Any CEO knows the most important board committee is the nominating and governance committee—the one identifying the organization’s next generation of leadership, and deciding important questions of organizational direction, strategy and focus. So too with a region like ours.

Here there’s good news and less good news. On the one hand, we have a tradition of strong civic institutions (perhaps inspired by Ben Franklin’s legendary career as a civic innovator and organizer).

Center City isn’t Center City without the Center City District, or University City without the University City District or the University City Science Center. Groups like the Reinvestment Fund, the Urban Affairs Coalition, the Public Interest Law Center, Philadelphia Citizens for Children and Youth, the Urban League and, yes, the Committee of Seventy all play significant leadership roles in striving to help citizens of the region attain Dr. Franklin’s ideals of being healthy, wealthy, and wise.

How about our formal institutions of governance?  Less good news. Some 400 local governments make regional cooperation in pursuit of regional aspirations complex, unwieldy, and time-consuming. It’s telling that within the Philadelphia region there are competing plans and sites being proposed to Amazon, despite explicit guidance from Bezos’ crew limiting the process to one bid per customer.

And then there’s the City of Philadelphia and the Commonwealth of Pennsylvania. Too often, despite valiant attempts to stem the tide—like campaign contributions limits, ending pay to play, and a tough board of ethics enacted in Philadelphia—the corrosive influence of hyper-partisan, self-dealing politics infects our political culture.

View the recent rogue’s gallery of convictions and guilty pleas: PA Attorney General Kathleen Kane. State Treasurer Rob McCord. Congressman Chaka Fattah. District Attorney Seth Williams. A well-paid City Commissioner, Anthony Clark, who doesn’t show up to work. Single digit turnover among state legislators and local elected officials. One party rule in Philadelphia, and partisan primaries across Pennsylvania that shut out the fastest-growing segment of voters from meaningful participation in the process. Pennsylvania as poster child for partisan gerrymandering. And despite some promising new additions to our legislative lineup, a diminished regional voice in the Harrisburg sausage-making factory.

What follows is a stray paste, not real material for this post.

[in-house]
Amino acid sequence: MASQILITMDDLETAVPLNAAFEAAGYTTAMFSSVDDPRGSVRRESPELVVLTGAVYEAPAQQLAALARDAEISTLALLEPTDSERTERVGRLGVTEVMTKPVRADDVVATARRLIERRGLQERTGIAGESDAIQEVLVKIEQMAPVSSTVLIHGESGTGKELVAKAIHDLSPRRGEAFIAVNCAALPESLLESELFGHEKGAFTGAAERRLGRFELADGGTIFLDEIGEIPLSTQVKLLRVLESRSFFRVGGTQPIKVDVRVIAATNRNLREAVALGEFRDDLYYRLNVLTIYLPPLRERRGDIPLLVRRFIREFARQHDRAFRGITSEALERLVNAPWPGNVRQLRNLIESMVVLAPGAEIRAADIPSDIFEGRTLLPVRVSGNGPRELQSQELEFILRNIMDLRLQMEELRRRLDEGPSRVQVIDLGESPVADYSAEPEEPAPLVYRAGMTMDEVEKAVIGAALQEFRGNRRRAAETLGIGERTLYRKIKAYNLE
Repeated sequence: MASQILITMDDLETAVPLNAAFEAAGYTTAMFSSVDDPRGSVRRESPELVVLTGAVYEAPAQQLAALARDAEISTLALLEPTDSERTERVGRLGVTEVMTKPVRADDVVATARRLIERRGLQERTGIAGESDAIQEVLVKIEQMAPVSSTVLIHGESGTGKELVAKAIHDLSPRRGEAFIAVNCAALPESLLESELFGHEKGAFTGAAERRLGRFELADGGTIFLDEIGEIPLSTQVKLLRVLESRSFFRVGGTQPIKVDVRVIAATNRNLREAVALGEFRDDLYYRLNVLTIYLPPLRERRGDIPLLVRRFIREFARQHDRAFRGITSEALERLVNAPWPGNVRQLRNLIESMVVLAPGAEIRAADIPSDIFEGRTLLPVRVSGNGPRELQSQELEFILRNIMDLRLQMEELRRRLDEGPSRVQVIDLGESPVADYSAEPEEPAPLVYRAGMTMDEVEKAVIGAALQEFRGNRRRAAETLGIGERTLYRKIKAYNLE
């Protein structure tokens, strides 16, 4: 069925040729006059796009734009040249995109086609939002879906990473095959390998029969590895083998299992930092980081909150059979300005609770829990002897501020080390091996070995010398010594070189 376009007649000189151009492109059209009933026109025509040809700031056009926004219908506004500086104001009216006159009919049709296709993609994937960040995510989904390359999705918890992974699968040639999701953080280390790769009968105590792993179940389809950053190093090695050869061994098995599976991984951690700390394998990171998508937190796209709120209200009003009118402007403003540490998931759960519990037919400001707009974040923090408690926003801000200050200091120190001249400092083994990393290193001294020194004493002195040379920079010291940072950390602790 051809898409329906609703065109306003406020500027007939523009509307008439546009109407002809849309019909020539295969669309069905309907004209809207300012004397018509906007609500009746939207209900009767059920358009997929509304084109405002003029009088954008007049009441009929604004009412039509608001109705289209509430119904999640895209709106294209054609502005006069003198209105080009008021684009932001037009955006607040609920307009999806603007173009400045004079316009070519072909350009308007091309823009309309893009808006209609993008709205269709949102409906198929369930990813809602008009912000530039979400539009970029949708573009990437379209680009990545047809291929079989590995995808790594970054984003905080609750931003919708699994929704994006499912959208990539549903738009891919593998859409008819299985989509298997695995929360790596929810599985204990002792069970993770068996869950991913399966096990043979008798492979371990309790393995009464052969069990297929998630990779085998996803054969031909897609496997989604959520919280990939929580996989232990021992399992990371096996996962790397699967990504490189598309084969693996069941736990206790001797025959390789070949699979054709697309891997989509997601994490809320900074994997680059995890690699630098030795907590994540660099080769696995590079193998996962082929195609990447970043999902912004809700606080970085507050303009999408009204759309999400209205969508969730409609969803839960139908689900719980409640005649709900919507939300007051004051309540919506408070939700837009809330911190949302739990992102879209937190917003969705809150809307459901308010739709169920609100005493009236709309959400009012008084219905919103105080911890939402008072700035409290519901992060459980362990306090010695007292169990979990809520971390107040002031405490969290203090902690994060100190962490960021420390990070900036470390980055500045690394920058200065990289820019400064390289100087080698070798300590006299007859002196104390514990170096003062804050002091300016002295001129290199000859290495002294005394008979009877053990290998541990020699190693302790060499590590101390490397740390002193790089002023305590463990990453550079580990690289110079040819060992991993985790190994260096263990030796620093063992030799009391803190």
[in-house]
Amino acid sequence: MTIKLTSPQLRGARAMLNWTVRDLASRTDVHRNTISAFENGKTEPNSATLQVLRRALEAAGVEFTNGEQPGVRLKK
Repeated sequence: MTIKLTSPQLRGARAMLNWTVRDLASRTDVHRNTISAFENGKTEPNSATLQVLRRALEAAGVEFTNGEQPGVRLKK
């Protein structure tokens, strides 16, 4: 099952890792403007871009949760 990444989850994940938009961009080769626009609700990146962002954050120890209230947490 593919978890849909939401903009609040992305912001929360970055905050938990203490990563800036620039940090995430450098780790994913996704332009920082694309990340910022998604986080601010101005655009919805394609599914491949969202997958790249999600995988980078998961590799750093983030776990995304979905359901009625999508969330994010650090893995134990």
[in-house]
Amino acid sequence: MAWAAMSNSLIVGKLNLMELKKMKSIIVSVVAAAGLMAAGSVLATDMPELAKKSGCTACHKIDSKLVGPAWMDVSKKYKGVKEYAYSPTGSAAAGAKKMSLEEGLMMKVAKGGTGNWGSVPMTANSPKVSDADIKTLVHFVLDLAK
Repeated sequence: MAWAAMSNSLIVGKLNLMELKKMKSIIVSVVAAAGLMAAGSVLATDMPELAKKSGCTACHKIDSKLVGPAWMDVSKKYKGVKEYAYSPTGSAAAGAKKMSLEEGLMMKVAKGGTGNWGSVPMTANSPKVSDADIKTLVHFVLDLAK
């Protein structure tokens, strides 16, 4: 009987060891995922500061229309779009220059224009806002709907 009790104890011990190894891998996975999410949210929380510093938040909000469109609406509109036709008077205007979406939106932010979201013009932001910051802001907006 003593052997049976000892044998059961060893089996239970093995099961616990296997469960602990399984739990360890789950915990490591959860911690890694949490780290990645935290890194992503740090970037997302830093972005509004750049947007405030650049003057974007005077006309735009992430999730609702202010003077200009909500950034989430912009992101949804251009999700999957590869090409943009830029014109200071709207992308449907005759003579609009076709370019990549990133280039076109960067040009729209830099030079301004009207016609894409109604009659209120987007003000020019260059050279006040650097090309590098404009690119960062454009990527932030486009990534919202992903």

Given all that, it probably won’t come as a shock that governance reform—opening up the process, bringing transparency and light to dark corners of decision-making, restoring voters’ trust and confidence that government is working for them—tops my to-do list for regional product improvement. It’s the toughest to change, because you’re asking the folks who make and benefit from the rules as they are to change them to what they should be.

But if we can scale that peak—one we’ve scaled before in the past, I might add—this region can stand toe to toe (Rocky-style!) with any region in the world.

David Thornburgh is the President and CEO of the Committee of Seventy